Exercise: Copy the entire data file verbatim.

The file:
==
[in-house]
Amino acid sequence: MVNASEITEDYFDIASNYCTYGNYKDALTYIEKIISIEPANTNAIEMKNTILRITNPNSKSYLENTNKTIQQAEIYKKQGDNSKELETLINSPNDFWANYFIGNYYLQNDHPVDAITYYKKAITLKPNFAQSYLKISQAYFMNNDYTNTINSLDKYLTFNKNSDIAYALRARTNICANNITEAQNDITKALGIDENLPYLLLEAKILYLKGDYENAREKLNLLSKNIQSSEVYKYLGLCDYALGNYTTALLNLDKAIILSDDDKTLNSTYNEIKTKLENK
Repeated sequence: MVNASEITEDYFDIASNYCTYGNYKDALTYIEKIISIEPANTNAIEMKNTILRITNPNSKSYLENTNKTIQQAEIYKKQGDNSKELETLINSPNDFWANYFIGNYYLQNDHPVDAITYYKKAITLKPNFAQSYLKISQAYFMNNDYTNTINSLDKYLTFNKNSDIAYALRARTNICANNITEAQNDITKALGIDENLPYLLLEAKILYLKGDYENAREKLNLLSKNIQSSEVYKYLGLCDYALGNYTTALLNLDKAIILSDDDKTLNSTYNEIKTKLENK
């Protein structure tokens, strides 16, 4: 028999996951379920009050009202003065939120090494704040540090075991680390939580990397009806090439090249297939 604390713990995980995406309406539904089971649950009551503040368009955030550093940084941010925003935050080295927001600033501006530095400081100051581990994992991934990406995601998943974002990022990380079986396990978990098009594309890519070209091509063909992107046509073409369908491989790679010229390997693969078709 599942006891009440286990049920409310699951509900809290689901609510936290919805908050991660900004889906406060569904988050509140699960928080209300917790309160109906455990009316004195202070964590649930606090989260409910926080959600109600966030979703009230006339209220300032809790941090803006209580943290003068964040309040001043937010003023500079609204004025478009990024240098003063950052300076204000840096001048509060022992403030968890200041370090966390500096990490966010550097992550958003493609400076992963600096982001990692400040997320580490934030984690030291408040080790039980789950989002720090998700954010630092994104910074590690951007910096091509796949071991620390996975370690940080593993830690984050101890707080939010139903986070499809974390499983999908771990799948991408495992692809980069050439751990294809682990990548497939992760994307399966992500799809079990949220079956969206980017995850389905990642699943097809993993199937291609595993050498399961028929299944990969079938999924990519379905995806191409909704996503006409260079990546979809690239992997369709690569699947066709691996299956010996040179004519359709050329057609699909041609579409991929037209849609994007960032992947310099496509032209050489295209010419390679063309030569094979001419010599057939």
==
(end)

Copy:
[in-house]
Amino acid sequence: MVNASEITEDYFDIASNYCTYGNYKDALTYIEKIISIEPANTNAIEMKNTILRITNPNSKSYLENTNKTIQQAEIYKKQGDNSKELETLINSPNDFWANYFIGNYYLQNDHPVDAITYYKKAITLKPNFAQSYLKISQAYFMNNDYTNTINSLDKYLTFNKNSDIAYALRARTNICANNITEAQNDITKALGIDENLPYLLLEAKILYLKGDYENAREKLNLLSKNIQSSEVYKYLGLCDYALGNYTTALLNLDKAIILSDDDKTLNSTYNEIKTKLENK
Repeated sequence: MVNASEITEDYFDIASNYCTYGNYKDALTYIEKIISIEPANTNAIEMKNTILRITNPNSKSYLENTNKTIQQAEIYKKQGDNSKELETLINSPNDFWANYFIGNYYLQNDHPVDAITYYKKAITLKPNFAQSYLKISQAYFMNNDYTNTINSLDKYLTFNKNSDIAYALRARTNICANNITEAQNDITKALGIDENLPYLLLEAKILYLKGDYENAREKLNLLSKNIQSSEVYKYLGLCDYALGNYTTALLNLDKAIILSDDDKTLNSTYNEIKTKLENK
């Protein structure tokens, strides 16, 4: 028999996951379920009050009202003065939120090494704040540090075991680390939580990397009806090439090249297939 604390713990995980995406309406539904089971649950009551503040368009955030550093940084941010925003935050080295927001600033501006530095400081100051581990994992991934990406995601998943974002990022990380079986396990978990098009594309890519070209091509063909992107046509073409369908491989790679010229390997693969078709 599942006891009440286990049920409310699951509900809290689901609510936290919805908050991660900004889906406060569904988050509140699960928080209300917790309160109906455990009316004195202070964590649930606090989260409910926080959600109600966030979703009230006339209220300032809790941090803006209580943290003068964040309040001043937010003023500079609204004025478009990024240098003063950052300076204000840096001048509060022992403030968890200041370090966390500096990490966010550097992550958003493609400076992963600096982001990692400040997320580490934030984690030291408040080790039980789950989002720090998700954010630092994104910074590690951007910096091509796949071991620390996975370690940080593993830690984050101890707080939010139903986070499809974390499983999908771990799948991408495992692809980069050439751990294809682990990548497939992760994307399966992500799809079990949220079956969206980017995850389905990642699943097809993993199937291609595993050498399961028929299944990969079938999924990519379905995806191409909704996503006409260079990546979809690239992997369709690569699947066709691996299956010996040179004519359709050329057609699909041609579409991929037209849609994007960032992947310099496509032209050489295209010419390679063309030569094979001419010599057939």